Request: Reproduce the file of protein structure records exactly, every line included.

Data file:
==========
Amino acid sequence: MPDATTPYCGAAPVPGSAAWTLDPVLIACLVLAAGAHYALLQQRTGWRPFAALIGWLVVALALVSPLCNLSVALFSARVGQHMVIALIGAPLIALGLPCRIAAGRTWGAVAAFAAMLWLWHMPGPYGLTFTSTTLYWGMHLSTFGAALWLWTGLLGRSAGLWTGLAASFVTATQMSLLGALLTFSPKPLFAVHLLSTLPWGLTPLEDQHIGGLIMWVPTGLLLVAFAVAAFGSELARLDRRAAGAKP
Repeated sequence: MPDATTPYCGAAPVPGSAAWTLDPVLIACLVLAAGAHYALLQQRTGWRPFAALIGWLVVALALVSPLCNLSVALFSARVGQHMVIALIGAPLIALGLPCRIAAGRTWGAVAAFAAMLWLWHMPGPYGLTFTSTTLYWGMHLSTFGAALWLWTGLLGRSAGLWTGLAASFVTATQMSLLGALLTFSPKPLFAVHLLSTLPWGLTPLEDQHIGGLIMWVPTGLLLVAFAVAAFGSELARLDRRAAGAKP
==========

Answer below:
Amino acid sequence: MPDATTPYCGAAPVPGSAAWTLDPVLIACLVLAAGAHYALLQQRTGWRPFAALIGWLVVALALVSPLCNLSVALFSARVGQHMVIALIGAPLIALGLPCRIAAGRTWGAVAAFAAMLWLWHMPGPYGLTFTSTTLYWGMHLSTFGAALWLWTGLLGRSAGLWTGLAASFVTATQMSLLGALLTFSPKPLFAVHLLSTLPWGLTPLEDQHIGGLIMWVPTGLLLVAFAVAAFGSELARLDRRAAGAKP
Repeated sequence: MPDATTPYCGAAPVPGSAAWTLDPVLIACLVLAAGAHYALLQQRTGWRPFAALIGWLVVALALVSPLCNLSVALFSARVGQHMVIALIGAPLIALGLPCRIAAGRTWGAVAAFAAMLWLWHMPGPYGLTFTSTTLYWGMHLSTFGAALWLWTGLLGRSAGLWTGLAASFVTATQMSLLGALLTFSPKPLFAVHLLSTLPWGLTPLEDQHIGGLIMWVPTGLLLVAFAVAAFGSELARLDRRAAGAKP